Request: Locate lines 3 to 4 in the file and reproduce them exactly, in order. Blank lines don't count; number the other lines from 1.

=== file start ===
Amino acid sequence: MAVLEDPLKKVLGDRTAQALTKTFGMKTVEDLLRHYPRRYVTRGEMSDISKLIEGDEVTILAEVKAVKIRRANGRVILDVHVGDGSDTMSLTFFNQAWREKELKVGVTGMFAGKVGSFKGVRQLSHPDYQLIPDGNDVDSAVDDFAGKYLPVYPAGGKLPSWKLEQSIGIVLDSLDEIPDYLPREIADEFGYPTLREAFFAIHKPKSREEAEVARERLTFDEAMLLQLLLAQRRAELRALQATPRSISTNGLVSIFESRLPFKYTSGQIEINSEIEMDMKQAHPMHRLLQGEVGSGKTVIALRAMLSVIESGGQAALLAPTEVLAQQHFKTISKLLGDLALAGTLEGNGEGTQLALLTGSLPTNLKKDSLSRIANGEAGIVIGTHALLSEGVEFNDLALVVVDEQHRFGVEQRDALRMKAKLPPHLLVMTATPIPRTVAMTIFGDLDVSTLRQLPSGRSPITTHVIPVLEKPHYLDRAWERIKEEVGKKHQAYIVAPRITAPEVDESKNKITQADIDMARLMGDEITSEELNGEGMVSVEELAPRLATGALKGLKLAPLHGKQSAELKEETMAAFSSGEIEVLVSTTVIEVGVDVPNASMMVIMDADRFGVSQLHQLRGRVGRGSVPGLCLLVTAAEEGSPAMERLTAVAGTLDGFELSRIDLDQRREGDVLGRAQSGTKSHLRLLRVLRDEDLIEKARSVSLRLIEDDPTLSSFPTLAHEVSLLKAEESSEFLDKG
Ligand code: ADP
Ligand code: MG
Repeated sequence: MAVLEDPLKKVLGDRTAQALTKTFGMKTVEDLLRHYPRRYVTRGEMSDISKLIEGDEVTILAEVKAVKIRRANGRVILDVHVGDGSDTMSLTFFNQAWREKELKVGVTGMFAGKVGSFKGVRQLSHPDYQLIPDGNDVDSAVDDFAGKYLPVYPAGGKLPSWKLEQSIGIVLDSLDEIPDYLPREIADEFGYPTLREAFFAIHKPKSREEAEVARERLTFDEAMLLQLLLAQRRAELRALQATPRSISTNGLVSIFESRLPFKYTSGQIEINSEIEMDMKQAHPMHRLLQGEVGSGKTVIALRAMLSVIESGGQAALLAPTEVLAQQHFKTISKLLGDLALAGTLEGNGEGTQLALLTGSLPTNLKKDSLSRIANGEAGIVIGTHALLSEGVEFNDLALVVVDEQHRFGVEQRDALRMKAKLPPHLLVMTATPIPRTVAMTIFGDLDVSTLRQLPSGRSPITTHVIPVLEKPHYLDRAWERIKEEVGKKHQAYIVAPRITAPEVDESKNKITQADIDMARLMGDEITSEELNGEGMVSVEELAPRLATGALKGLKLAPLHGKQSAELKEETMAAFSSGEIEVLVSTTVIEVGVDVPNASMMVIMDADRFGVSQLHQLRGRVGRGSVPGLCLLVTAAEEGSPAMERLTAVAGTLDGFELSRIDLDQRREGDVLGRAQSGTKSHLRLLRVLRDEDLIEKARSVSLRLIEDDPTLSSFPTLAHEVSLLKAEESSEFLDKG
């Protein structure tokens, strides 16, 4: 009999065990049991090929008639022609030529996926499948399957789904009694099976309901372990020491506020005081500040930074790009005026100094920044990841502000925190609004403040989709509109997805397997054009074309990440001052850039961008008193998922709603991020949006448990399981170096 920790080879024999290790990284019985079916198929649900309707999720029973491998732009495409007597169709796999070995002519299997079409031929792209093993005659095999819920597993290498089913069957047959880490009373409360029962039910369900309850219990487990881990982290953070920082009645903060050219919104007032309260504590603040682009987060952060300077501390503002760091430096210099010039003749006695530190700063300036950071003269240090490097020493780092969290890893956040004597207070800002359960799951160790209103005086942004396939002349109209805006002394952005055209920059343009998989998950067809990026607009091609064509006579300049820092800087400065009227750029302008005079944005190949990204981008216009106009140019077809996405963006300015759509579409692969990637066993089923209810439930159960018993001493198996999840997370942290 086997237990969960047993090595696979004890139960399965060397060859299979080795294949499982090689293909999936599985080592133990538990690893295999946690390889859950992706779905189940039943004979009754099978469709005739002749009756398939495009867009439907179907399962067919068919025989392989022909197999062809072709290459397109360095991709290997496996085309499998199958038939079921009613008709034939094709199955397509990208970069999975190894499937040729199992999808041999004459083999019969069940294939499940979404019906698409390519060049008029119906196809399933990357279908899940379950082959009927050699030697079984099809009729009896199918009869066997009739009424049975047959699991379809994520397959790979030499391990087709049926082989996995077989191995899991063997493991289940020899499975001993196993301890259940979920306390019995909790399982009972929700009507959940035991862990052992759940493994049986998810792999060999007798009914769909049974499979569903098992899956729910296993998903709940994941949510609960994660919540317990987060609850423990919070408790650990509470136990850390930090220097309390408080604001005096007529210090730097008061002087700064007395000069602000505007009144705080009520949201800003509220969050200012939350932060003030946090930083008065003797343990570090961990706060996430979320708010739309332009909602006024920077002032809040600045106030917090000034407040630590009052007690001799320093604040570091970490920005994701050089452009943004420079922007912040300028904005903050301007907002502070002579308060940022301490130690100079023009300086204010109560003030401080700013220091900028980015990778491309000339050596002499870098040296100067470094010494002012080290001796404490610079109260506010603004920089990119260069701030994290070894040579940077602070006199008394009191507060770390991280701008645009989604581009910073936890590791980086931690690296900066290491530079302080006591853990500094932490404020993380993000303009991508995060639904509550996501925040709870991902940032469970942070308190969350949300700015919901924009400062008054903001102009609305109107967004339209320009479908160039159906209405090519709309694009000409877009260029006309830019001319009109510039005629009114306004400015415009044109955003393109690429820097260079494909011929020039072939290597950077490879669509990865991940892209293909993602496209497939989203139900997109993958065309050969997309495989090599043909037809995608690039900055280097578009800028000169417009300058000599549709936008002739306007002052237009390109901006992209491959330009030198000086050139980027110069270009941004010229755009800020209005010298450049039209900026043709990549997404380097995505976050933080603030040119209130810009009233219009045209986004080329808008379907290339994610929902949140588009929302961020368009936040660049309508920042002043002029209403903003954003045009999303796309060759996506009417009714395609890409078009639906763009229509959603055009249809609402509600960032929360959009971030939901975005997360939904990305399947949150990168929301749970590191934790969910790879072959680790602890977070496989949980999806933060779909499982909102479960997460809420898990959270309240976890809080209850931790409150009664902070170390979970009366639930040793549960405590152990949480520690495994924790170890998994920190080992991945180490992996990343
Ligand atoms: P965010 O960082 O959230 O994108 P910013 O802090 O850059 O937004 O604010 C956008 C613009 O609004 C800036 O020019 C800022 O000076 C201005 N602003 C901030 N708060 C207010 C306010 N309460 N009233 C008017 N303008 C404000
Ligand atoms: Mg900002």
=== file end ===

Ligand code: MG
Repeated sequence: MAVLEDPLKKVLGDRTAQALTKTFGMKTVEDLLRHYPRRYVTRGEMSDISKLIEGDEVTILAEVKAVKIRRANGRVILDVHVGDGSDTMSLTFFNQAWREKELKVGVTGMFAGKVGSFKGVRQLSHPDYQLIPDGNDVDSAVDDFAGKYLPVYPAGGKLPSWKLEQSIGIVLDSLDEIPDYLPREIADEFGYPTLREAFFAIHKPKSREEAEVARERLTFDEAMLLQLLLAQRRAELRALQATPRSISTNGLVSIFESRLPFKYTSGQIEINSEIEMDMKQAHPMHRLLQGEVGSGKTVIALRAMLSVIESGGQAALLAPTEVLAQQHFKTISKLLGDLALAGTLEGNGEGTQLALLTGSLPTNLKKDSLSRIANGEAGIVIGTHALLSEGVEFNDLALVVVDEQHRFGVEQRDALRMKAKLPPHLLVMTATPIPRTVAMTIFGDLDVSTLRQLPSGRSPITTHVIPVLEKPHYLDRAWERIKEEVGKKHQAYIVAPRITAPEVDESKNKITQADIDMARLMGDEITSEELNGEGMVSVEELAPRLATGALKGLKLAPLHGKQSAELKEETMAAFSSGEIEVLVSTTVIEVGVDVPNASMMVIMDADRFGVSQLHQLRGRVGRGSVPGLCLLVTAAEEGSPAMERLTAVAGTLDGFELSRIDLDQRREGDVLGRAQSGTKSHLRLLRVLRDEDLIEKARSVSLRLIEDDPTLSSFPTLAHEVSLLKAEESSEFLDKG